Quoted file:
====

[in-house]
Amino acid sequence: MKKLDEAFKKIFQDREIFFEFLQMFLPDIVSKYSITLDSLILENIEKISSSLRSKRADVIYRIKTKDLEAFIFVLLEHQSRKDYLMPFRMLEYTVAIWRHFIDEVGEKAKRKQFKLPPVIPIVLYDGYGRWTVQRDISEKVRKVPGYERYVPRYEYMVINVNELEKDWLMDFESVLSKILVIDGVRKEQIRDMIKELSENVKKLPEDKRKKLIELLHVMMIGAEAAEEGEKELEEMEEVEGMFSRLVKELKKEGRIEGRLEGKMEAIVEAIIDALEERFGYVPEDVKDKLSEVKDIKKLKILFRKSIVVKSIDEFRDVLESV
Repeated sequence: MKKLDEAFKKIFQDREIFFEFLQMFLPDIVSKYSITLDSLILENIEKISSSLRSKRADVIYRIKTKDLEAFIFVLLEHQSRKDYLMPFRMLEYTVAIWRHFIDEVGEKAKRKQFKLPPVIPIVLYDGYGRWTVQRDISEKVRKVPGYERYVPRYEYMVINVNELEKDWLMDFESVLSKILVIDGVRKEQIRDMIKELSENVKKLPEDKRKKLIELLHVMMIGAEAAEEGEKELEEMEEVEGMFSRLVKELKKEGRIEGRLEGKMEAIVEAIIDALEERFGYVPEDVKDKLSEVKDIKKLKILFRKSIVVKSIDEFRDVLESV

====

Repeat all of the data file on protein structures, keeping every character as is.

[in-house]
Amino acid sequence: MKKLDEAFKKIFQDREIFFEFLQMFLPDIVSKYSITLDSLILENIEKISSSLRSKRADVIYRIKTKDLEAFIFVLLEHQSRKDYLMPFRMLEYTVAIWRHFIDEVGEKAKRKQFKLPPVIPIVLYDGYGRWTVQRDISEKVRKVPGYERYVPRYEYMVINVNELEKDWLMDFESVLSKILVIDGVRKEQIRDMIKELSENVKKLPEDKRKKLIELLHVMMIGAEAAEEGEKELEEMEEVEGMFSRLVKELKKEGRIEGRLEGKMEAIVEAIIDALEERFGYVPEDVKDKLSEVKDIKKLKILFRKSIVVKSIDEFRDVLESV
Repeated sequence: MKKLDEAFKKIFQDREIFFEFLQMFLPDIVSKYSITLDSLILENIEKISSSLRSKRADVIYRIKTKDLEAFIFVLLEHQSRKDYLMPFRMLEYTVAIWRHFIDEVGEKAKRKQFKLPPVIPIVLYDGYGRWTVQRDISEKVRKVPGYERYVPRYEYMVINVNELEKDWLMDFESVLSKILVIDGVRKEQIRDMIKELSENVKKLPEDKRKKLIELLHVMMIGAEAAEEGEKELEEMEEVEGMFSRLVKELKKEGRIEGRLEGKMEAIVEAIIDALEERFGYVPEDVKDKLSEVKDIKKLKILFRKSIVVKSIDEFRDVLESV